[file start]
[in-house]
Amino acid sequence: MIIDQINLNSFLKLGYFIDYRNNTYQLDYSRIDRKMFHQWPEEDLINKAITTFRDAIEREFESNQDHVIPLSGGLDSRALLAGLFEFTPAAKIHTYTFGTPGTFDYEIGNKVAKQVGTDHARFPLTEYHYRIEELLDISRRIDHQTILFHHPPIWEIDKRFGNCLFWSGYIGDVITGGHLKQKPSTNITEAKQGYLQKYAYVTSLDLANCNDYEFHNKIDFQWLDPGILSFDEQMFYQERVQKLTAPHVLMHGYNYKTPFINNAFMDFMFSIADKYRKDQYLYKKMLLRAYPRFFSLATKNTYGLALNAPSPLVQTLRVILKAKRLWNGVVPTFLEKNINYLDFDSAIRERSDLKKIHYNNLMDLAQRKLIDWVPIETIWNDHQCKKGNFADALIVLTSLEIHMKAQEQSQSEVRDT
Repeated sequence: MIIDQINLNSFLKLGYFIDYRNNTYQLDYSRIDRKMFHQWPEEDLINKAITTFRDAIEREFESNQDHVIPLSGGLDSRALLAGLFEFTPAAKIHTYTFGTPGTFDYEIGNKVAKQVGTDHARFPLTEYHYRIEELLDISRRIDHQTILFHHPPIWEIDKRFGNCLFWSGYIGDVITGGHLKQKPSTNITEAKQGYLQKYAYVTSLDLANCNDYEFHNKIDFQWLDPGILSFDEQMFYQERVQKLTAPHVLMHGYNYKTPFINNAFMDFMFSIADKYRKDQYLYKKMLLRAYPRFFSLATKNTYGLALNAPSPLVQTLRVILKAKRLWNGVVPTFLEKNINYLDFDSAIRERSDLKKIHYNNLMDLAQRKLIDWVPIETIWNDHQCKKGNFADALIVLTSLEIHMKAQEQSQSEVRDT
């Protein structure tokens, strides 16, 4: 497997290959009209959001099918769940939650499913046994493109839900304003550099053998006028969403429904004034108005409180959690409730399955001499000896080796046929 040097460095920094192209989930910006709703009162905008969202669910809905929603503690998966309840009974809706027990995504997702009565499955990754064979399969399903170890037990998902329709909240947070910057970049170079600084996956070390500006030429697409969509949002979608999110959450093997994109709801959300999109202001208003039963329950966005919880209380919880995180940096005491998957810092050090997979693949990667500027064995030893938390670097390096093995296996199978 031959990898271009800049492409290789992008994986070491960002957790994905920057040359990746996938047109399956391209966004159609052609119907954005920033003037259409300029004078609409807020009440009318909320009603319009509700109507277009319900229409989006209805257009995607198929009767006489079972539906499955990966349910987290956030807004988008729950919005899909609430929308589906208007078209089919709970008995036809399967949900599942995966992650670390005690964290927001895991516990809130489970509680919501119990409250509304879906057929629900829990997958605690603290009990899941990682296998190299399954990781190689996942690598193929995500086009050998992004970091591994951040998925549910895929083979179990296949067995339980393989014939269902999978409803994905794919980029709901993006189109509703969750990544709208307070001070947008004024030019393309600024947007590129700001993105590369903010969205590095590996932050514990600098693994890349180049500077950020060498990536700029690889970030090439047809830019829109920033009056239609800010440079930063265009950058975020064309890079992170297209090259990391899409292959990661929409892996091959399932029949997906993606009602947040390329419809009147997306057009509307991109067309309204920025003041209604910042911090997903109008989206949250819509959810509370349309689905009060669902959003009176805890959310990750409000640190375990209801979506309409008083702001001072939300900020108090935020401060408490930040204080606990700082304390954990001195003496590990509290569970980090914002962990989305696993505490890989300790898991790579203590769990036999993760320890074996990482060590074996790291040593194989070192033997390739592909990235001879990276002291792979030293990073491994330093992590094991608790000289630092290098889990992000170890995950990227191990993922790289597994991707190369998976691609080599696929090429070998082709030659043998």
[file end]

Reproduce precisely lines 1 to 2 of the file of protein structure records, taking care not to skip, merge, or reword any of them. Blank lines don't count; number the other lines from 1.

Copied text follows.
[in-house]
Amino acid sequence: MIIDQINLNSFLKLGYFIDYRNNTYQLDYSRIDRKMFHQWPEEDLINKAITTFRDAIEREFESNQDHVIPLSGGLDSRALLAGLFEFTPAAKIHTYTFGTPGTFDYEIGNKVAKQVGTDHARFPLTEYHYRIEELLDISRRIDHQTILFHHPPIWEIDKRFGNCLFWSGYIGDVITGGHLKQKPSTNITEAKQGYLQKYAYVTSLDLANCNDYEFHNKIDFQWLDPGILSFDEQMFYQERVQKLTAPHVLMHGYNYKTPFINNAFMDFMFSIADKYRKDQYLYKKMLLRAYPRFFSLATKNTYGLALNAPSPLVQTLRVILKAKRLWNGVVPTFLEKNINYLDFDSAIRERSDLKKIHYNNLMDLAQRKLIDWVPIETIWNDHQCKKGNFADALIVLTSLEIHMKAQEQSQSEVRDT